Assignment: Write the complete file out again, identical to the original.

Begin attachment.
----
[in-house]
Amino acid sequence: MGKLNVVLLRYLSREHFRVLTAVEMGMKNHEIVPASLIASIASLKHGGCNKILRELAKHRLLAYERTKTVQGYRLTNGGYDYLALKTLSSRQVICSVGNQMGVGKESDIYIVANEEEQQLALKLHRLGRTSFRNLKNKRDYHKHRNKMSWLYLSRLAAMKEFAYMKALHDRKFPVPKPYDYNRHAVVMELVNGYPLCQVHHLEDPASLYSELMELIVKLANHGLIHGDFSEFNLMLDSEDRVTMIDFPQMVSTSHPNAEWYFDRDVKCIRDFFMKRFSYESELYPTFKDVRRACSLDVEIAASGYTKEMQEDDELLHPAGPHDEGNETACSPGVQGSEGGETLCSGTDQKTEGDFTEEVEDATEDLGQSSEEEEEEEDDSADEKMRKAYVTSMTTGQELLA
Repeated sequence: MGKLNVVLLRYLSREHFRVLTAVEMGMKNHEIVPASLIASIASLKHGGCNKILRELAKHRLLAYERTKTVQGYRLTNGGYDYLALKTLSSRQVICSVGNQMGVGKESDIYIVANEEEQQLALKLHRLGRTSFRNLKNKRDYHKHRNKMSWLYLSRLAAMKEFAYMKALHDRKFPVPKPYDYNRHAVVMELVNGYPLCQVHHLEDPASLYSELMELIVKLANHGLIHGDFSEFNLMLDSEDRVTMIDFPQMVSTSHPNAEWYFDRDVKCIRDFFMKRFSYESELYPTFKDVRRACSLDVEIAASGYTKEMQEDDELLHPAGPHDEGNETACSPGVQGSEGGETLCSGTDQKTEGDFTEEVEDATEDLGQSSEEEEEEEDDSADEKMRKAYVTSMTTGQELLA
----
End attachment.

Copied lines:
[in-house]
Amino acid sequence: MGKLNVVLLRYLSREHFRVLTAVEMGMKNHEIVPASLIASIASLKHGGCNKILRELAKHRLLAYERTKTVQGYRLTNGGYDYLALKTLSSRQVICSVGNQMGVGKESDIYIVANEEEQQLALKLHRLGRTSFRNLKNKRDYHKHRNKMSWLYLSRLAAMKEFAYMKALHDRKFPVPKPYDYNRHAVVMELVNGYPLCQVHHLEDPASLYSELMELIVKLANHGLIHGDFSEFNLMLDSEDRVTMIDFPQMVSTSHPNAEWYFDRDVKCIRDFFMKRFSYESELYPTFKDVRRACSLDVEIAASGYTKEMQEDDELLHPAGPHDEGNETACSPGVQGSEGGETLCSGTDQKTEGDFTEEVEDATEDLGQSSEEEEEEEDDSADEKMRKAYVTSMTTGQELLA
Repeated sequence: MGKLNVVLLRYLSREHFRVLTAVEMGMKNHEIVPASLIASIASLKHGGCNKILRELAKHRLLAYERTKTVQGYRLTNGGYDYLALKTLSSRQVICSVGNQMGVGKESDIYIVANEEEQQLALKLHRLGRTSFRNLKNKRDYHKHRNKMSWLYLSRLAAMKEFAYMKALHDRKFPVPKPYDYNRHAVVMELVNGYPLCQVHHLEDPASLYSELMELIVKLANHGLIHGDFSEFNLMLDSEDRVTMIDFPQMVSTSHPNAEWYFDRDVKCIRDFFMKRFSYESELYPTFKDVRRACSLDVEIAASGYTKEMQEDDELLHPAGPHDEGNETACSPGVQGSEGGETLCSGTDQKTEGDFTEEVEDATEDLGQSSEEEEEEEDDSADEKMRKAYVTSMTTGQELLA